Title:
Tire with component of carbon black rich rubber composition which contains ester of polyhydroxy alcohol
Kind Code:
A1


Abstract:
A pneumatic rubber tire having at least one visually exposed component comprised of a carbon black reinforced rubber composition which is exclusive of silica particularly synthetic amorphous silica, synthetic organo-silica material and silica coupler particularly organosilane polysulfide based silica coupler and contains a significant amount of at least one ester of a polyhydroxy alcohol, including ethoxylated esters thereof. Such tire component particularly including a film thereof on the visually observable outer surface of such tire component. Such tire component may be, for example, at least a portion of a tire sidewall. Such ester, particularly said film, may be, for example, a sorbitan ester, or mixtures thereof, and particularly, for example, sorbitan monostearate.



Inventors:
Sandstrom, Paul Harry (Cuyahoga Falls, OH, US)
Application Number:
10/133546
Publication Date:
11/06/2003
Filing Date:
04/26/2002
Assignee:
SANDSTROM PAUL HARRY
Primary Class:
Other Classes:
152/209.5, 152/450, 152/151
International Classes:
B60C1/00; C08K5/10; C08K5/103; C08L9/00; (IPC1-7): B60C13/00; B60C1/00; B60C5/00
View Patent Images:
Related US Applications:
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20090084482Pneumatic tire having built-In sealant layer and preparation thereofApril, 2009Majumdar et al.
20020011297Tire for vehicle wheelsJanuary, 2002Caretta et al.
20170008344Tire Tread For A Farm VehicleJanuary, 2017Vervaet et al.
20090159170TIRE WITH INNERLINER CONTAINING LOW STRUCTURE SILICAJune, 2009Burkholder et al.
20150053319TIRE WITH TREAD PROFILE HAVING CONTINUOUS CURVATURE AND METHOD FOR FORMING TIREFebruary, 2015Buresh et al.
20020020479Tires filled with flatproofing materialFebruary, 2002Shaffer
20140124116TIREMay, 2014Waki
20120312439TIRE TREAD REINFORCED WITH SHORT ORIENTED AND CROSSED FIBERSDecember, 2012Bournat et al.



Primary Examiner:
FISCHER, JUSTIN R
Attorney, Agent or Firm:
The Goodyear Tire & Rubber Company (Akron, OH, US)
Claims:

What is claimed is:



1. A pneumatic rubber tire is provided having at least one component having a visually observable outer surface comprised of a carbon black rich rubber composition which is exclusive of silica, organo-silane material and organosilane polysulfide material, which comprises, based on 100 parts by weight rubber (phr); (A) at least one diene-based elastomer, (B) from about 20 to about 120 phr of carbon black, and (C) about 0.5 to about 20 phr of at least one carboxylic acid ester of a polyhydroxy alcohol of the general formula (I): CH2OH (CHOH)nCH2OH (I) wherein n is an average value in a range of from 1 to 20, wherein said carboxylic acid for said esterification of said alcohol is of the general formula (II): R—(COOH) (II) wherein R is selected from a linear, branched, or aromatic chain which contains from 1 to 30 carbon atoms.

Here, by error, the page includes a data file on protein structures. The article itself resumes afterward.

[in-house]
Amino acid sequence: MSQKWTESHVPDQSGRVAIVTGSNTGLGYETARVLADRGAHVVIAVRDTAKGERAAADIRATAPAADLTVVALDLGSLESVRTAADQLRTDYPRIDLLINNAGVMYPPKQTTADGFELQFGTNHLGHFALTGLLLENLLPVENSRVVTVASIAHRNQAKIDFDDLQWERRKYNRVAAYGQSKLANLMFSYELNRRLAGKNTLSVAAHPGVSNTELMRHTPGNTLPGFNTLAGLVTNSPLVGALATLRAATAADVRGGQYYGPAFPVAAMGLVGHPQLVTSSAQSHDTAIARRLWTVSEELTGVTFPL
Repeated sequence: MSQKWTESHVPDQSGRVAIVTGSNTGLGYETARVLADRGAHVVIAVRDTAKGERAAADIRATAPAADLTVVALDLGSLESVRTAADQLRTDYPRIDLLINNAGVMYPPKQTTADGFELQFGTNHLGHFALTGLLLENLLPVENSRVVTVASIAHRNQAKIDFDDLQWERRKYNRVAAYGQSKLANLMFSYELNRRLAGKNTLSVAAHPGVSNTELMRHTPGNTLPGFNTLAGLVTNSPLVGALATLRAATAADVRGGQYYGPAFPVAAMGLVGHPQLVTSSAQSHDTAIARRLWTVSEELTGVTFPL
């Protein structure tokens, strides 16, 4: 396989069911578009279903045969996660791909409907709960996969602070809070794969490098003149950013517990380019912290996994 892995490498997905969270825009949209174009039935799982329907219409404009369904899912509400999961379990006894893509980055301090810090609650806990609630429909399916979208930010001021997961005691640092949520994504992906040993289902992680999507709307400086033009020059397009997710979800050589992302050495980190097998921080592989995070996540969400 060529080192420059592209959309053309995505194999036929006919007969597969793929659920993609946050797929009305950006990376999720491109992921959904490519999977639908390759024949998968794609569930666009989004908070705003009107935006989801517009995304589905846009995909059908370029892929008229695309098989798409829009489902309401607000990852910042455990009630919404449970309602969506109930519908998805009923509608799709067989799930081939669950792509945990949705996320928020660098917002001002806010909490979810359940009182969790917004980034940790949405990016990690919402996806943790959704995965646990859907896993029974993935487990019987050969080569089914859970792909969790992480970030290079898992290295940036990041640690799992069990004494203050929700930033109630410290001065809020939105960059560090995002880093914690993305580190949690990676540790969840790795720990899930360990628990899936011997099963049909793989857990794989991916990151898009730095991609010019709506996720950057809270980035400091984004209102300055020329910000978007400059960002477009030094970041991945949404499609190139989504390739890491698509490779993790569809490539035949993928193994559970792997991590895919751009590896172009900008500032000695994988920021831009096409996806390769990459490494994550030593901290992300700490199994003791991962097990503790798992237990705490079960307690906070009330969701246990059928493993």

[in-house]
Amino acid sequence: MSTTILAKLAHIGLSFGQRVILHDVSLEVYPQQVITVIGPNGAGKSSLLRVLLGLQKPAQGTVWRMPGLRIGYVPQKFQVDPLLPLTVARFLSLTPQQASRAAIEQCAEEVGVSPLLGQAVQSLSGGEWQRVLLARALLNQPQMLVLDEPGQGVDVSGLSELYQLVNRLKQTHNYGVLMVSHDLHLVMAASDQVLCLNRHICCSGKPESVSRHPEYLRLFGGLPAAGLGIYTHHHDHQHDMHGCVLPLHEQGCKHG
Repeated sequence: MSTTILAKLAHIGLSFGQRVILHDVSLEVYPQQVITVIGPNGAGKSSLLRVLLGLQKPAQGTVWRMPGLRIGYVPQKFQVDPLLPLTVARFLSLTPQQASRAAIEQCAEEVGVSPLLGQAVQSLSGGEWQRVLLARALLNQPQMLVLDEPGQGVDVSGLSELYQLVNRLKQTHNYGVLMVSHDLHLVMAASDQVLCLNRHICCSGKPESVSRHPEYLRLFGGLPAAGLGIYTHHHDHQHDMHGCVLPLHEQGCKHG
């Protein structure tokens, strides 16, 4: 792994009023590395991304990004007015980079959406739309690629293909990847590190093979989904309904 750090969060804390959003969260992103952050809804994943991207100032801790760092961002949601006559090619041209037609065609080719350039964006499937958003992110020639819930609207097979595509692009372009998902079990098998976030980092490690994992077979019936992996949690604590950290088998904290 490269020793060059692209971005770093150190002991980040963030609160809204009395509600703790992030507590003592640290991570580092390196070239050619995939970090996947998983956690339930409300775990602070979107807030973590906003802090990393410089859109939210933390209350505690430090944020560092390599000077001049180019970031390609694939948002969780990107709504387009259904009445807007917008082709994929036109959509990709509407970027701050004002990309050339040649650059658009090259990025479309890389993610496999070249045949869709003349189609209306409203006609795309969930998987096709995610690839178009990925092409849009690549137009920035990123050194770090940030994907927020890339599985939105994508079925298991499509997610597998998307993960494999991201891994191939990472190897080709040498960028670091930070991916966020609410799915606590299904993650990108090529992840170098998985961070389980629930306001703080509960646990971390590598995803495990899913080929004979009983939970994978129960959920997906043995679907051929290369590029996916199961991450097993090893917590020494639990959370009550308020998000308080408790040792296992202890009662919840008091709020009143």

2. The tire of claim 1 wherein said tire component also contains a film of said ester on an outer, visible surface thereof.

3. The tire of claim 1 wherein said tire component also contains a film of said ester on an outer, visible surface thereof formed by migration of said ester from its dispersion in the rubber composition of said component to the outer, visible, rubber surface of said tire component.

4. The tire of claim 1 wherein said tire component also contains a film of said ester on an outer, visible surface of said tire component formed by migration of said ester from its dispersion in said rubber composition to the outer, visible, rubber surface thereof in a manner to mask an appearance of rubber processing oil or staining antidegradants contained within the rubber composition of said tire component which has also migrated to a visible surface thereof.

4. The tire of claim 1 wherein, for said polyhydroxy alcohol, n is an average value of from 3 to about 6, said carboxylic acid where R is a linear chain is selected from stearic acid, palmitic acid, oleic acid and mixtures thereof, said carboxylic acid where R is a branched chain is selected from isobutyric acid, isovaleric acid and isocaproic acid and their mixtures, and said carboxylic acid where R is an aromatic chain is selected from benzoic acid, toluic acid and their mixtures.

5. The tire of claim 1 wherein said polyhydroxy alcohols are selected from sorbitol and mannitol, and mixtures thereof.

6. The tire of claim 1 wherein said polyhydroxyl alcohol is sorbitol.

7. The tire of claim 1 wherein said carboxylic acid is selected from stearic acid, palmitic acid, lauric acid, oleic, capric, myristic, linoleic, cyclohexane carboxylic acid, phenyl acetic acid and benzoic acid, and mixtures thereof.

8. The tire of claim 1 wherein said carboxylic acid is comprised of a mixture of stearic acid, palmitic acid, oleic acid and lauric acid in which the stearic acid is a major component of such mixture.